Our internally discovered and developed drug, BELVIQ® (lorcaserin HCl), and our drug candidates have resulted from our GPCR-focused drug discovery and development approach, specialized expertise and technologies, including Constitutively Activated Receptor Technology, or CART, and our Melanophore technology. GPCRs are categorized as “known” when their naturally occurring, or native, ligands have been identified. Scientists have used molecular cloning in combination with the sequencing of the human genome to identify both additional receptor subtypes of known GPCRs as well as hundreds of novel GPCRs. GPCRs are categorized as “orphan” GPCRs when their native ligands have not been identified. We believe both orphan and known GPCRs offer significant promise for the development of novel GPCR-based therapeutics.
Our drug discovery approach, specialized expertise and technologies allow us to identify drug leads that act as receptor activators, or agonists, which increase the detected biological response, or act as receptor inhibitors, which decrease the detected response. We can also identify inverse agonists, which inhibit ligand-independent, as well as ligand-dependent, receptor activity.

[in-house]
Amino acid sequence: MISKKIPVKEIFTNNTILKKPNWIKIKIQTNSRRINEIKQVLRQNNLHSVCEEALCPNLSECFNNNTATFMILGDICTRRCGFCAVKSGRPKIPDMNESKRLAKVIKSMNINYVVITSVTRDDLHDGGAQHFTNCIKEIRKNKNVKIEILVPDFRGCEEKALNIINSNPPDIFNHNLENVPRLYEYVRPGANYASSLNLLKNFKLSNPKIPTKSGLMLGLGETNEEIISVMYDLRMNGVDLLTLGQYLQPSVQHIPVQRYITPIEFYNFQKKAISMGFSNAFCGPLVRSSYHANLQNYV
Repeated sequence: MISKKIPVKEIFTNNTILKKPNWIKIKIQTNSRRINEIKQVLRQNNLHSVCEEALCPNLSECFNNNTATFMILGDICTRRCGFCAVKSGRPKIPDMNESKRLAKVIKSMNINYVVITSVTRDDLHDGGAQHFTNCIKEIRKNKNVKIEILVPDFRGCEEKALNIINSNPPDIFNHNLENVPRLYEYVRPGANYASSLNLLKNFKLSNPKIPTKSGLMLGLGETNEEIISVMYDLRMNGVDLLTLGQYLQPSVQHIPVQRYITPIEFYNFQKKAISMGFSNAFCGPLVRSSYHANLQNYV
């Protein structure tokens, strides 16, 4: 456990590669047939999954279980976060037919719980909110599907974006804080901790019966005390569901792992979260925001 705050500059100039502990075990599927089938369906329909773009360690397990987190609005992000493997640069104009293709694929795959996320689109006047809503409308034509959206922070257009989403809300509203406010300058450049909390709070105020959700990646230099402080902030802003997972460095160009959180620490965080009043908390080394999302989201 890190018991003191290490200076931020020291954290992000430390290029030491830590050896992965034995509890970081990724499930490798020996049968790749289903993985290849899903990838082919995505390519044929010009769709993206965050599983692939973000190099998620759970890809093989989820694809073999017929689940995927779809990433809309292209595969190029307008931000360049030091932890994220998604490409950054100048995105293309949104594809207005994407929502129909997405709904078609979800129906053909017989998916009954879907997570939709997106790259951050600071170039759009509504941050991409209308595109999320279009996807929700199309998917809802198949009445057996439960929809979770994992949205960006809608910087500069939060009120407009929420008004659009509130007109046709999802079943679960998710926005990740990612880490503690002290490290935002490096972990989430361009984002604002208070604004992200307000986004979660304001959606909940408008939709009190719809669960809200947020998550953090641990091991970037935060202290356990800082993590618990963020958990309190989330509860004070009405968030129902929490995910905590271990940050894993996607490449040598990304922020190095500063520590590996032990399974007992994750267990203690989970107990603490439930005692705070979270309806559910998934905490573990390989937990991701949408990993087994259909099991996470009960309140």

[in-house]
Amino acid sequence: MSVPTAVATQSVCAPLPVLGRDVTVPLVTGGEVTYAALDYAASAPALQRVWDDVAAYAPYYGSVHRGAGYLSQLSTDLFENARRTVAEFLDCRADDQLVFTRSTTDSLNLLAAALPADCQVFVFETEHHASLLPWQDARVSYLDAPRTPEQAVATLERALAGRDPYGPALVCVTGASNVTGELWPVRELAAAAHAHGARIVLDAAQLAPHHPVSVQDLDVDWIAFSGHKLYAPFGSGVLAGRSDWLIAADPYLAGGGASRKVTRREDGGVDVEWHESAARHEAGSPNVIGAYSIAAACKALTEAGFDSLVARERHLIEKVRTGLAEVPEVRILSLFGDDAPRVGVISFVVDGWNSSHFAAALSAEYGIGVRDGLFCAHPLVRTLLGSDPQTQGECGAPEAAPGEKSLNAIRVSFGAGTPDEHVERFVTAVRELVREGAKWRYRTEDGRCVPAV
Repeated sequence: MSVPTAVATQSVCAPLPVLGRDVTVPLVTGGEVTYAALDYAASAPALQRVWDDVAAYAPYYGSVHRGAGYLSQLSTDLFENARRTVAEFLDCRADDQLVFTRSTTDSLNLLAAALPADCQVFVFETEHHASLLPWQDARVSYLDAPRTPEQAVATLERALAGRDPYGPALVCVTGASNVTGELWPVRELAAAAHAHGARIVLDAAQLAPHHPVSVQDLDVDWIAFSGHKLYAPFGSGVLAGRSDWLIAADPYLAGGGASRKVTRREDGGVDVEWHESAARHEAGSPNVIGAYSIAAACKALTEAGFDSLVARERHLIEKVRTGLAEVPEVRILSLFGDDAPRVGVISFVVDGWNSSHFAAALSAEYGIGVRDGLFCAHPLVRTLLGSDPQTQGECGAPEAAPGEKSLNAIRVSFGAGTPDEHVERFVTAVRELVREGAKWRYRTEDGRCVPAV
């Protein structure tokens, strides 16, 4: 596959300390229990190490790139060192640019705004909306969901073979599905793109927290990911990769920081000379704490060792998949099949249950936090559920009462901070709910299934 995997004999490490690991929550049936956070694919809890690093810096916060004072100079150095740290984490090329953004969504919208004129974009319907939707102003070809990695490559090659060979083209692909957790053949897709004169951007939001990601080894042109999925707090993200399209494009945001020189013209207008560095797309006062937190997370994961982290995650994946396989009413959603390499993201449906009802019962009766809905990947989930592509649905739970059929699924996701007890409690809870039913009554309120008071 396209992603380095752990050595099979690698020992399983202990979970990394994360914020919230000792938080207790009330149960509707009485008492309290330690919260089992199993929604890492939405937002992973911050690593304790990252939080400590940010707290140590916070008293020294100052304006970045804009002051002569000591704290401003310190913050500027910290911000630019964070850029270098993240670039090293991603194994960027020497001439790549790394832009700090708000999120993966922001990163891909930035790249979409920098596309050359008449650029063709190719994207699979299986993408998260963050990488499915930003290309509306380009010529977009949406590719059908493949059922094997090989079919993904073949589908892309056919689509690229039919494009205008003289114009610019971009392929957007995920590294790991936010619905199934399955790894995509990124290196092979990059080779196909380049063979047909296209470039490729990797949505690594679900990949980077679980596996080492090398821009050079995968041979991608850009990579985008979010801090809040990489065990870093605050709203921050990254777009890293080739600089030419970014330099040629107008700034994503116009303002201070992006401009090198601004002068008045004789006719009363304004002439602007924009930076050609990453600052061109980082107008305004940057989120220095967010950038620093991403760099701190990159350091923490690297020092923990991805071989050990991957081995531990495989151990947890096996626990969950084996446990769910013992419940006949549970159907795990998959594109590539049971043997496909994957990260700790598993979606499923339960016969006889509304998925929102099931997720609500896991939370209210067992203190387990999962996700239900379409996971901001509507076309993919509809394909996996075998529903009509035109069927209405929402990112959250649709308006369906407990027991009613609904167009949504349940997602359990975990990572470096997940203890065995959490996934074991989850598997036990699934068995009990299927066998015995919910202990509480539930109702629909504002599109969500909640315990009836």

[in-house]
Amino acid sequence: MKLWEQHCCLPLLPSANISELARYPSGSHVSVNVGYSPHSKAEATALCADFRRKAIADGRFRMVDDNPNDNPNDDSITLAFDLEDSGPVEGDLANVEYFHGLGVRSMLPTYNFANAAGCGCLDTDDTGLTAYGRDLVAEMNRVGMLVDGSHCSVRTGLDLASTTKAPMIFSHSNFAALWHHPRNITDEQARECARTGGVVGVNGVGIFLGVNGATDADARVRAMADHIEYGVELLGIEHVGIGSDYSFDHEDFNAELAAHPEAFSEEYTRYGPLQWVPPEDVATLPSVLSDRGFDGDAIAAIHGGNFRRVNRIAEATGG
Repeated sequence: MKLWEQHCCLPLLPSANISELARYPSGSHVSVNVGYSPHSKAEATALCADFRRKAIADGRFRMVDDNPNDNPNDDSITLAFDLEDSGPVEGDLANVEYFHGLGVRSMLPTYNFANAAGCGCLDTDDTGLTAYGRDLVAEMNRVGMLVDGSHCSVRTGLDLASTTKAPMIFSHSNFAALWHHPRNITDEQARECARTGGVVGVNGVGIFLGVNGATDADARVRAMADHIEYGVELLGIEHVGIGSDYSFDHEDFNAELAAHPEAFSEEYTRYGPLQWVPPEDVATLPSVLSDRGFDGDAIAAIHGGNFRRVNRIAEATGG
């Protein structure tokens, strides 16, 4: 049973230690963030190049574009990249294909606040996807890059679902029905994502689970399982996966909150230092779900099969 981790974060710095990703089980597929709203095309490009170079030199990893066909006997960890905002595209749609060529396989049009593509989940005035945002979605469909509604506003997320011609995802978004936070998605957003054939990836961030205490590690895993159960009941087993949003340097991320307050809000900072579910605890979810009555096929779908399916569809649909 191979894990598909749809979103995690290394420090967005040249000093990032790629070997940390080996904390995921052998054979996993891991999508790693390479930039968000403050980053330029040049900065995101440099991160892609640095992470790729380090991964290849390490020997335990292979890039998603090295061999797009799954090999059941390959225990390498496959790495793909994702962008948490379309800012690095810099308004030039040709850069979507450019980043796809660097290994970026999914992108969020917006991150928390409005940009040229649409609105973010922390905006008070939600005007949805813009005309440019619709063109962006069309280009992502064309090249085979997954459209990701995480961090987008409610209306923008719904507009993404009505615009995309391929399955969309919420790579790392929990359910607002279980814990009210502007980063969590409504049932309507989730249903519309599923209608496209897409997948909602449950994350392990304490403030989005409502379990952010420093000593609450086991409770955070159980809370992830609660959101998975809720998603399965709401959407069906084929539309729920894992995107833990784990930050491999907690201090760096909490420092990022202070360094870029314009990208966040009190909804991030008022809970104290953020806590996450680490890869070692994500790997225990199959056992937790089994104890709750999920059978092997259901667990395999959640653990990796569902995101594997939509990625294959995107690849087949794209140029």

We believe that our drug discovery approach, specialized expertise and technologies offer several advantages for drug discovery, including:
- eliminating the need to identify the native ligand for an orphan receptor;
- enhancing the detection of, and allowing us to simultaneously identify, both receptor inhibitor and receptor activator drug leads;
- allowing for the identification of drug leads that inhibit both ligand-independent and ligand-dependent activity; and
- providing the ability to discover novel and improved therapeutics directed at known receptors.
The US Food and Drug Administration approved BELVIQ and recommended it for scheduling by the Drug Enforcement Administration. BELVIQ will be available only after scheduling is effective. BELVIQ has not been approved by any other regulatory agency.